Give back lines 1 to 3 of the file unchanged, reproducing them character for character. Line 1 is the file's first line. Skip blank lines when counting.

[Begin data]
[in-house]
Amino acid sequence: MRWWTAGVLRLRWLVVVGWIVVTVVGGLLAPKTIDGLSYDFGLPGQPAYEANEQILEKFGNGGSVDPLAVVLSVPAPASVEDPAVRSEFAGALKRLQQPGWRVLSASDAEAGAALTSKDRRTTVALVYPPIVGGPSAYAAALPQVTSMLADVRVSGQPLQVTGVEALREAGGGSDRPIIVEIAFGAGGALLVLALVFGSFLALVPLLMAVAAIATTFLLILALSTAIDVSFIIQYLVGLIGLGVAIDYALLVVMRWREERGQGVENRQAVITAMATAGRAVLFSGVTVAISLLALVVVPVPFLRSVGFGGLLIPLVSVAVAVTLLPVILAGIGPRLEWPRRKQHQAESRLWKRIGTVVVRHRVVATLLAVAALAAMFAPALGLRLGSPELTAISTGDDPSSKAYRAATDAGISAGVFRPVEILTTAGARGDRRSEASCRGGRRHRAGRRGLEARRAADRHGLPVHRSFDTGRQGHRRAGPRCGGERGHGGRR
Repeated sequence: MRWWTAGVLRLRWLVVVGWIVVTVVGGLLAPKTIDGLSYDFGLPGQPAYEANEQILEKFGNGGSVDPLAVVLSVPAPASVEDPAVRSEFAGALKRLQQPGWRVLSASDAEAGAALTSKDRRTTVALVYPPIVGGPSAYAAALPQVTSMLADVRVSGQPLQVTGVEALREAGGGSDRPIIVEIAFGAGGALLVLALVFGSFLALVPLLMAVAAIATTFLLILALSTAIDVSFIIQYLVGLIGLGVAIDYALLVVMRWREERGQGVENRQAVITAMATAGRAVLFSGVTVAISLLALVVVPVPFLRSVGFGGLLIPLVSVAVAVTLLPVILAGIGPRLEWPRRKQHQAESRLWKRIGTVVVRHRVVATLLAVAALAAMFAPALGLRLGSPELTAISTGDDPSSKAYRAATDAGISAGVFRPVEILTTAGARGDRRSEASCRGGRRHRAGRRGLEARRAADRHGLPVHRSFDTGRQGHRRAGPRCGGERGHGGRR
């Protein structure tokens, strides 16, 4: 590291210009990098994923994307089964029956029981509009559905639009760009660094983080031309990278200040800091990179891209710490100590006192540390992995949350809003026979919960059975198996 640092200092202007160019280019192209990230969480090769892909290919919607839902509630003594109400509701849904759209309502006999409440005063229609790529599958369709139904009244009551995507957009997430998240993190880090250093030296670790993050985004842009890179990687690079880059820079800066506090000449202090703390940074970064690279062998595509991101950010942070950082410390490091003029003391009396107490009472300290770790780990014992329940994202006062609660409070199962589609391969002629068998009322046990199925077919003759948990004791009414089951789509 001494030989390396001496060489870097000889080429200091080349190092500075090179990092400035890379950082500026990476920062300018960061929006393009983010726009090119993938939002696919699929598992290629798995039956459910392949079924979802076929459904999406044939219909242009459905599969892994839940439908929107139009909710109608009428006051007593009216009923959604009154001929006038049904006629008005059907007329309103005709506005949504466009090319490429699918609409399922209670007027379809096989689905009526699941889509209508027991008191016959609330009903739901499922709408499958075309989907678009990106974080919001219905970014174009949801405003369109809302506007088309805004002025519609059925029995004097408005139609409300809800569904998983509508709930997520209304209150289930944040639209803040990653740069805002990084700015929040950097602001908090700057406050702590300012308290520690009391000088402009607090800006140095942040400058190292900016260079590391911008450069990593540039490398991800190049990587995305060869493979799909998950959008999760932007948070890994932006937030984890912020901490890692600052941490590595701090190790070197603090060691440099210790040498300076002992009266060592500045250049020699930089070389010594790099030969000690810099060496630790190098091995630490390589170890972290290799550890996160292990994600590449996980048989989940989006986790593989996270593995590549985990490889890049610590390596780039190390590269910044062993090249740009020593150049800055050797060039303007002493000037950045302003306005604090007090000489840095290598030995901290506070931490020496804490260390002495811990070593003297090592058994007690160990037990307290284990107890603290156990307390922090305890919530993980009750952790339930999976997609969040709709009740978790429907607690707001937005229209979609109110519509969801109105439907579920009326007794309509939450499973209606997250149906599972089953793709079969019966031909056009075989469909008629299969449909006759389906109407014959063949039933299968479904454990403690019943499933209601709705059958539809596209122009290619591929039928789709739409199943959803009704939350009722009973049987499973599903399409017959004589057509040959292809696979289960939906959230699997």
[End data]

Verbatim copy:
[in-house]
Amino acid sequence: MRWWTAGVLRLRWLVVVGWIVVTVVGGLLAPKTIDGLSYDFGLPGQPAYEANEQILEKFGNGGSVDPLAVVLSVPAPASVEDPAVRSEFAGALKRLQQPGWRVLSASDAEAGAALTSKDRRTTVALVYPPIVGGPSAYAAALPQVTSMLADVRVSGQPLQVTGVEALREAGGGSDRPIIVEIAFGAGGALLVLALVFGSFLALVPLLMAVAAIATTFLLILALSTAIDVSFIIQYLVGLIGLGVAIDYALLVVMRWREERGQGVENRQAVITAMATAGRAVLFSGVTVAISLLALVVVPVPFLRSVGFGGLLIPLVSVAVAVTLLPVILAGIGPRLEWPRRKQHQAESRLWKRIGTVVVRHRVVATLLAVAALAAMFAPALGLRLGSPELTAISTGDDPSSKAYRAATDAGISAGVFRPVEILTTAGARGDRRSEASCRGGRRHRAGRRGLEARRAADRHGLPVHRSFDTGRQGHRRAGPRCGGERGHGGRR
Repeated sequence: MRWWTAGVLRLRWLVVVGWIVVTVVGGLLAPKTIDGLSYDFGLPGQPAYEANEQILEKFGNGGSVDPLAVVLSVPAPASVEDPAVRSEFAGALKRLQQPGWRVLSASDAEAGAALTSKDRRTTVALVYPPIVGGPSAYAAALPQVTSMLADVRVSGQPLQVTGVEALREAGGGSDRPIIVEIAFGAGGALLVLALVFGSFLALVPLLMAVAAIATTFLLILALSTAIDVSFIIQYLVGLIGLGVAIDYALLVVMRWREERGQGVENRQAVITAMATAGRAVLFSGVTVAISLLALVVVPVPFLRSVGFGGLLIPLVSVAVAVTLLPVILAGIGPRLEWPRRKQHQAESRLWKRIGTVVVRHRVVATLLAVAALAAMFAPALGLRLGSPELTAISTGDDPSSKAYRAATDAGISAGVFRPVEILTTAGARGDRRSEASCRGGRRHRAGRRGLEARRAADRHGLPVHRSFDTGRQGHRRAGPRCGGERGHGGRR